After being passed over twice for lieutenant colonel, Farr remained in the military for three more years, but in 1994, he knew he would have to start a new path.
“When you’re passed over twice, then basically you’re mandatorily retired. I was retained on active duty for three years after I was mandatorily retired because basically they couldn’t replace me … I didn’t know there were people in that status until I became one,” he said.
Fortunately, Farr had already been thinking ahead — and for a long time already he had been considering archaeology.
“I’ve always been interested in archaeology, and actually there’s considerable long history of archaeologists becoming special operations people and vice versa … I’d been thinking about this for years; I’d been stopping by the anthropology department when I was here on leave. So, I basically went down and signed up for the master’s program.”
Farr sees a great deal of similarity between his two positions, noting that both stress collecting as much information from as many sources as possible and evaluating what is almost invariably incomplete information, in order to reach conclusions about a question at hand.
The starkest difference between his old and new lines of work is somewhat obvious.
“You generally don’t do anything that will get you killed in archaeology,” he said simply, adding that archaeology can, however, involve techniques and equipment that require great attention and training.
Archaeology is clearly a passion for Farr, more than a job. In his words, it’s “more like a hobby that I usually get paid for.”
Day-to-day, Farr is usually doing one of two things: either surveying property in advance of development or home construction, to ensure that the sites contain nothing of significant cultural or historic importance, or diving in the Aucilla River, excavating and pursuing his favorite archaeological question: when and how people arrived to the New World.
“Back in the late ’90s they discovered under several layers of sediment in the Aucilla a mastodon tusk with what appeared to be a few cut marks butchered out of the animal and some stone tools associated with it,” Farr recalled. “The trouble is they dated it about fourteen-and-a-half thousand years … According to what used to be the paradigm, there weren’t people in the New World fourteen-and-a-half thousand years ago.” Since then, more sites have revealed similar findings, dating back to the same period — corroborating the idea that people might have arrived earlier than previously thought.
The most important thing archaeology has done, it seems, is give Farr a new direction. While he notices many retired military members seem to have difficulty moving on and forging a new path, his passion for his new field has made coming home easier — and allowed him to adjust back into civilian life with purpose.
“I didn’t realize how much difference there was between the mindset of people in at least our part of the military and the civilian world,” he noted, admitting also that there are certain aspects of the military he will probably never part with — particularly when it comes to telling time and being punctual.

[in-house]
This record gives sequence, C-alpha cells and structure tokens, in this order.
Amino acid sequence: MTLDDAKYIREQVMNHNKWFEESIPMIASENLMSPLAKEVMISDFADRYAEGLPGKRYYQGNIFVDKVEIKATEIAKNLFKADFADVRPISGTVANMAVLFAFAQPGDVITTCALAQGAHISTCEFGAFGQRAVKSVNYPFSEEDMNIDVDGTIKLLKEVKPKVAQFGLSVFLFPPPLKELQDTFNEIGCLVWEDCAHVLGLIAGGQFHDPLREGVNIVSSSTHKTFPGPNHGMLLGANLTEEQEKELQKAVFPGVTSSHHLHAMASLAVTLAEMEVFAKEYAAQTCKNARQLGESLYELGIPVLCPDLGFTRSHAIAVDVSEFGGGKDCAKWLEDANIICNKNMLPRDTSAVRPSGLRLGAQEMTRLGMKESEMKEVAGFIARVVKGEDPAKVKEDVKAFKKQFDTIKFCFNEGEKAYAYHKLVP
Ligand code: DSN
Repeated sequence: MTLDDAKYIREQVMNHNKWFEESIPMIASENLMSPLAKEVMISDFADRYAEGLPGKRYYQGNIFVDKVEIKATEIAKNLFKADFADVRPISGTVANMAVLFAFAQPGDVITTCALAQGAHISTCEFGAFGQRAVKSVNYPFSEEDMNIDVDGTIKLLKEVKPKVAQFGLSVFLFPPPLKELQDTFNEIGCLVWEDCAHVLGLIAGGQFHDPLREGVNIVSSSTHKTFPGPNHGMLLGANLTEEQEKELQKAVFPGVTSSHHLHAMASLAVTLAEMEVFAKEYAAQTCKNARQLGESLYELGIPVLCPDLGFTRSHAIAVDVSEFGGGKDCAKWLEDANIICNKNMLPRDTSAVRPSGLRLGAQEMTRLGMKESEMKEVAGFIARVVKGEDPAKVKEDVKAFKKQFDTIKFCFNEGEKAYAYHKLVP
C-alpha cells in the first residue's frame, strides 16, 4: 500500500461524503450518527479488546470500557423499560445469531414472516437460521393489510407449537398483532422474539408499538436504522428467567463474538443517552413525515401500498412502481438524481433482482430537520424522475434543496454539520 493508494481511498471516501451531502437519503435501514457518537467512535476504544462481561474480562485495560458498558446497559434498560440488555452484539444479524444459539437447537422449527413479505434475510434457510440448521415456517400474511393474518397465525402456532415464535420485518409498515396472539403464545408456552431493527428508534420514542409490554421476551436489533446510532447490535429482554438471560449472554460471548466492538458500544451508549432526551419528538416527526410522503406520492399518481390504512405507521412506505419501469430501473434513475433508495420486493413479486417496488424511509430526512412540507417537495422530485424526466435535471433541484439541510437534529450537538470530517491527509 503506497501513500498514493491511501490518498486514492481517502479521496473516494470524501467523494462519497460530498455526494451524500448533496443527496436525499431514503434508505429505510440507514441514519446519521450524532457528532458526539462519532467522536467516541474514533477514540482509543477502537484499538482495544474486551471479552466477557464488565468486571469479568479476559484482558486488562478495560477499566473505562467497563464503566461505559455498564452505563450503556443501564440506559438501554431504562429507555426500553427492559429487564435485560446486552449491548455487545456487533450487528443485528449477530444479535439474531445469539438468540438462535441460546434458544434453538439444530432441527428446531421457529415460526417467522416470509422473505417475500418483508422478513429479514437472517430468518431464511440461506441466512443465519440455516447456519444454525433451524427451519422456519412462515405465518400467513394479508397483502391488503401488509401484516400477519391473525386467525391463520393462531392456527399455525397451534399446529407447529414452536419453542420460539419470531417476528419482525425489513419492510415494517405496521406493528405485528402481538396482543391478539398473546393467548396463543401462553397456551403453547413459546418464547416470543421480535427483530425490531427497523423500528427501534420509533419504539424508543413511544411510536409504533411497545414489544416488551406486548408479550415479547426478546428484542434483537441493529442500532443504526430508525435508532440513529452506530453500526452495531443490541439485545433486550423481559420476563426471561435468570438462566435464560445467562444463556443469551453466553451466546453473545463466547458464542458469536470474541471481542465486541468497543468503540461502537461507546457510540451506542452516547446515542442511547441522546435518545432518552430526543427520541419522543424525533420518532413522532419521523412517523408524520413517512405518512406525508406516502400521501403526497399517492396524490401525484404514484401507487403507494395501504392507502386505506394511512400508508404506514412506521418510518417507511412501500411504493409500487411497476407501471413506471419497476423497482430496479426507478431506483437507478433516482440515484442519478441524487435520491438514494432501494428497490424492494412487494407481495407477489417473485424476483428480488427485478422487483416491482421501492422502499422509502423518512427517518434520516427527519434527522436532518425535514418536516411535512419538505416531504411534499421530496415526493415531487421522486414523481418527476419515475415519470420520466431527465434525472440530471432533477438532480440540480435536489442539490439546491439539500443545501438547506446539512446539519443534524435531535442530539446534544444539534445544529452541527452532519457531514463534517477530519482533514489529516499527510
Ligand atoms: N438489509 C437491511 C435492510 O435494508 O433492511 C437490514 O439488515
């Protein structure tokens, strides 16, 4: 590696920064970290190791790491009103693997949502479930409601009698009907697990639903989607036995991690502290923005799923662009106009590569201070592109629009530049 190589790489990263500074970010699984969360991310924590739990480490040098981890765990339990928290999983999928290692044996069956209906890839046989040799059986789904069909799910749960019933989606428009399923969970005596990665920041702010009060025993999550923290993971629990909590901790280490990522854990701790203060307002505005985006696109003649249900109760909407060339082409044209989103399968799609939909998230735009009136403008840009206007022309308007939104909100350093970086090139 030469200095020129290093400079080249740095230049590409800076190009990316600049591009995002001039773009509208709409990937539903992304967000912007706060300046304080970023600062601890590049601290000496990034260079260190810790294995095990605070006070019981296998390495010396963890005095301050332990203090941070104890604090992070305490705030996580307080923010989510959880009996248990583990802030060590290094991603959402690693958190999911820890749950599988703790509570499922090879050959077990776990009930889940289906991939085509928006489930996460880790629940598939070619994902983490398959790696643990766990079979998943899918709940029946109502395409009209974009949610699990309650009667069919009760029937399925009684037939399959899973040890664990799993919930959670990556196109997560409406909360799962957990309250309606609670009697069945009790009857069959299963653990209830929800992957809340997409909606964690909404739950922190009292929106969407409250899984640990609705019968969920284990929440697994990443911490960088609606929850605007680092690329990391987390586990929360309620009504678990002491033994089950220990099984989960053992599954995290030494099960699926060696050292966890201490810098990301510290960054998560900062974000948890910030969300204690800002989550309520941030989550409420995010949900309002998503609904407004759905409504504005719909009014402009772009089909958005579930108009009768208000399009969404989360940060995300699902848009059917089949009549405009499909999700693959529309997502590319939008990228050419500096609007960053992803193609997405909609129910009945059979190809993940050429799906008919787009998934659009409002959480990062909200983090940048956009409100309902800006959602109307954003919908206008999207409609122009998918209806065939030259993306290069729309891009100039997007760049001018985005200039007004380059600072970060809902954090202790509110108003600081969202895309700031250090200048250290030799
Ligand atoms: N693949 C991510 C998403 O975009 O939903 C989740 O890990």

“I still think of a 24-hour clock. And you’re not really on your way until you’re ‘wheels up.’” // Laura Bradley
From PR and Marketing Pro to Chicken Salad Maven
A seasoned professional in public relations, marketing and government relations, Carolyn Gosselin had been looking to do something new for a while — and when she saw the way focus groups reacted to the food her new consulting client, Chicken Salad Chick, was serving, an idea began to form.
After spending 30 years in the industry, primarily with two companies, Suntrust Banks and CNL Financial Group, Gosselin began consulting. Her first client, the National Restaurant Association, introduced her to the world of restaurants, and after that project a friend and coworker from CNL Financial Group asked her to help in a franchise endeavor.
“He had purchased the rights to franchise Chicken Salad Chick, and he wanted to know if I could come help him put together the PR and marketing and branding for this new company,” Gosselin explained. Every week, she would drive to Auburn to work with them, bringing a couple pounds of chicken salad back home to Orlando after each trip. “Soon, I’m hauling 200 pounds of chicken salad back every time I go … it was just so funny to see people’s reaction to the food,” Gosselin recalled.
It was at that point that everything fell into place in Gosselin’s mind. She began drawing up a business plan, working on financing and deciding on a location. It needed to be within four hours of Auburn, per the franchisor’s request. Her husband had gone to school in Tallahassee, her son was currently in school in Tallahassee and she was from Monticello. The decision was clear. In February 2013, the Gosselins opened the first Chicken Salad Chick in Florida — and a second Destin location at the end of July.
“I think that God had his hand in all that,” said Gosselin. “I was ready to do something different; that’s why I was consulting. And when I saw the quality of the food, when I saw people’s reaction to the product … when I was able to have a hand in the marketing and public relations and build the website and help finish the brand, it just seemed like the right thing for us to do.”